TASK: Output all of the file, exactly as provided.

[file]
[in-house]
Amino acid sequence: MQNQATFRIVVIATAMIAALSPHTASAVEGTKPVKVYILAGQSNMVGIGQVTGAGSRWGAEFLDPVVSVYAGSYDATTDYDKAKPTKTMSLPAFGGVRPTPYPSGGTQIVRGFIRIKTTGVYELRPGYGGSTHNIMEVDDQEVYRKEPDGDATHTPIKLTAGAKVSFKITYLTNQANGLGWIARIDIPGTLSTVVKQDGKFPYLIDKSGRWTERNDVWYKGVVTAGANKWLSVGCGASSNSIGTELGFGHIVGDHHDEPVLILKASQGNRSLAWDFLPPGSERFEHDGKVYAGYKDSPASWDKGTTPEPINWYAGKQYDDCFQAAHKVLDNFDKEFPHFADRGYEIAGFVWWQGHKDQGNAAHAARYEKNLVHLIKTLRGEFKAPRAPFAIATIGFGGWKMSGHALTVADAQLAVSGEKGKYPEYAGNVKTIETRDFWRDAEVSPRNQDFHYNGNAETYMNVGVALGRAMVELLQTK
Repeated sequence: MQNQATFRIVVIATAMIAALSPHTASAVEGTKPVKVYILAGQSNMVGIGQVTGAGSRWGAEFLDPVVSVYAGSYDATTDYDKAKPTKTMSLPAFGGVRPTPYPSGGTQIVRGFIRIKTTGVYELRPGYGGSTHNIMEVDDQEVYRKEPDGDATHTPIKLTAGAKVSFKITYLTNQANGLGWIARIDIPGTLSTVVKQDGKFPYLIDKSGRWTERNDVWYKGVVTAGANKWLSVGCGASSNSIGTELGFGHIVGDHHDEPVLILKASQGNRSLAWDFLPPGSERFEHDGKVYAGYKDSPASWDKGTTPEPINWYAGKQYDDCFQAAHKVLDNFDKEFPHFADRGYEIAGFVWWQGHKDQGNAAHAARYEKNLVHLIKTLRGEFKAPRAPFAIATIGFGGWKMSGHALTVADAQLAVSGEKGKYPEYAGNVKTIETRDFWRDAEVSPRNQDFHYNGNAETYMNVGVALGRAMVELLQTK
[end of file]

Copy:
[in-house]
Amino acid sequence: MQNQATFRIVVIATAMIAALSPHTASAVEGTKPVKVYILAGQSNMVGIGQVTGAGSRWGAEFLDPVVSVYAGSYDATTDYDKAKPTKTMSLPAFGGVRPTPYPSGGTQIVRGFIRIKTTGVYELRPGYGGSTHNIMEVDDQEVYRKEPDGDATHTPIKLTAGAKVSFKITYLTNQANGLGWIARIDIPGTLSTVVKQDGKFPYLIDKSGRWTERNDVWYKGVVTAGANKWLSVGCGASSNSIGTELGFGHIVGDHHDEPVLILKASQGNRSLAWDFLPPGSERFEHDGKVYAGYKDSPASWDKGTTPEPINWYAGKQYDDCFQAAHKVLDNFDKEFPHFADRGYEIAGFVWWQGHKDQGNAAHAARYEKNLVHLIKTLRGEFKAPRAPFAIATIGFGGWKMSGHALTVADAQLAVSGEKGKYPEYAGNVKTIETRDFWRDAEVSPRNQDFHYNGNAETYMNVGVALGRAMVELLQTK
Repeated sequence: MQNQATFRIVVIATAMIAALSPHTASAVEGTKPVKVYILAGQSNMVGIGQVTGAGSRWGAEFLDPVVSVYAGSYDATTDYDKAKPTKTMSLPAFGGVRPTPYPSGGTQIVRGFIRIKTTGVYELRPGYGGSTHNIMEVDDQEVYRKEPDGDATHTPIKLTAGAKVSFKITYLTNQANGLGWIARIDIPGTLSTVVKQDGKFPYLIDKSGRWTERNDVWYKGVVTAGANKWLSVGCGASSNSIGTELGFGHIVGDHHDEPVLILKASQGNRSLAWDFLPPGSERFEHDGKVYAGYKDSPASWDKGTTPEPINWYAGKQYDDCFQAAHKVLDNFDKEFPHFADRGYEIAGFVWWQGHKDQGNAAHAARYEKNLVHLIKTLRGEFKAPRAPFAIATIGFGGWKMSGHALTVADAQLAVSGEKGKYPEYAGNVKTIETRDFWRDAEVSPRNQDFHYNGNAETYMNVGVALGRAMVELLQTK